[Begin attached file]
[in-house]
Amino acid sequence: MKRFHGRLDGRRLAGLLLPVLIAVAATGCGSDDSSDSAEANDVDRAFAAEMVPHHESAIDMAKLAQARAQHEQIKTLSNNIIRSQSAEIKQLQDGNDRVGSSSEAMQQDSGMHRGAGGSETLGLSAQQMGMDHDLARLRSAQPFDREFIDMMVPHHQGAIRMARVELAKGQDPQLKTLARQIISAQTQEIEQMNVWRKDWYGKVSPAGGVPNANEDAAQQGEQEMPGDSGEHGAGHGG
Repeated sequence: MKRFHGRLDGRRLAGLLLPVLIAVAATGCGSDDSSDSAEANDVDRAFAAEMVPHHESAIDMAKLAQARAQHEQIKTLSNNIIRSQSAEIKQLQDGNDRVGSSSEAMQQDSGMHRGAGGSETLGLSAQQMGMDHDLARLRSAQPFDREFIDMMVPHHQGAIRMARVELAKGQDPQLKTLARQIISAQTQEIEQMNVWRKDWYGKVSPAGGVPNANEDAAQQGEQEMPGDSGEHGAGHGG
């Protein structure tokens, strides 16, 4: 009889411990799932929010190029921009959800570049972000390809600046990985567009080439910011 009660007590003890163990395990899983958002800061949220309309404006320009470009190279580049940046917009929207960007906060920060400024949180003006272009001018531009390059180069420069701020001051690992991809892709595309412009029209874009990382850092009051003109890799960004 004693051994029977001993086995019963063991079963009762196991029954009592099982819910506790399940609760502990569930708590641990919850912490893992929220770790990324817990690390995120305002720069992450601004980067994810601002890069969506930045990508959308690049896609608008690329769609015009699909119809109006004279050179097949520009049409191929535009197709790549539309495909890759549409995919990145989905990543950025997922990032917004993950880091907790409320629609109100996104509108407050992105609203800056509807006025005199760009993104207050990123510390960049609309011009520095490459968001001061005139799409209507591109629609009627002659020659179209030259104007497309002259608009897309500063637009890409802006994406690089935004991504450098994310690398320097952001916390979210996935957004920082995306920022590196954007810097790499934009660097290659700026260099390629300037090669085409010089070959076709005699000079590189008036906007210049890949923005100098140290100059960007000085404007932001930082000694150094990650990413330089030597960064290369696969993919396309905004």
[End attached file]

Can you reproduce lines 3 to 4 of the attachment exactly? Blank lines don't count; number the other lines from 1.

Repeated sequence: MKRFHGRLDGRRLAGLLLPVLIAVAATGCGSDDSSDSAEANDVDRAFAAEMVPHHESAIDMAKLAQARAQHEQIKTLSNNIIRSQSAEIKQLQDGNDRVGSSSEAMQQDSGMHRGAGGSETLGLSAQQMGMDHDLARLRSAQPFDREFIDMMVPHHQGAIRMARVELAKGQDPQLKTLARQIISAQTQEIEQMNVWRKDWYGKVSPAGGVPNANEDAAQQGEQEMPGDSGEHGAGHGG
């Protein structure tokens, strides 16, 4: 009889411990799932929010190029921009959800570049972000390809600046990985567009080439910011 009660007590003890163990395990899983958002800061949220309309404006320009470009190279580049940046917009929207960007906060920060400024949180003006272009001018531009390059180069420069701020001051690992991809892709595309412009029209874009990382850092009051003109890799960004 004693051994029977001993086995019963063991079963009762196991029954009592099982819910506790399940609760502990569930708590641990919850912490893992929220770790990324817990690390995120305002720069992450601004980067994810601002890069969506930045990508959308690049896609608008690329769609015009699909119809109006004279050179097949520009049409191929535009197709790549539309495909890759549409995919990145989905990543950025997922990032917004993950880091907790409320629609109100996104509108407050992105609203800056509807006025005199760009993104207050990123510390960049609309011009520095490459968001001061005139799409209507591109629609009627002659020659179209030259104007497309002259608009897309500063637009890409802006994406690089935004991504450098994310690398320097952001916390979210996935957004920082995306920022590196954007810097790499934009660097290659700026260099390629300037090669085409010089070959076709005699000079590189008036906007210049890949923005100098140290100059960007000085404007932001930082000694150094990650990413330089030597960064290369696969993919396309905004």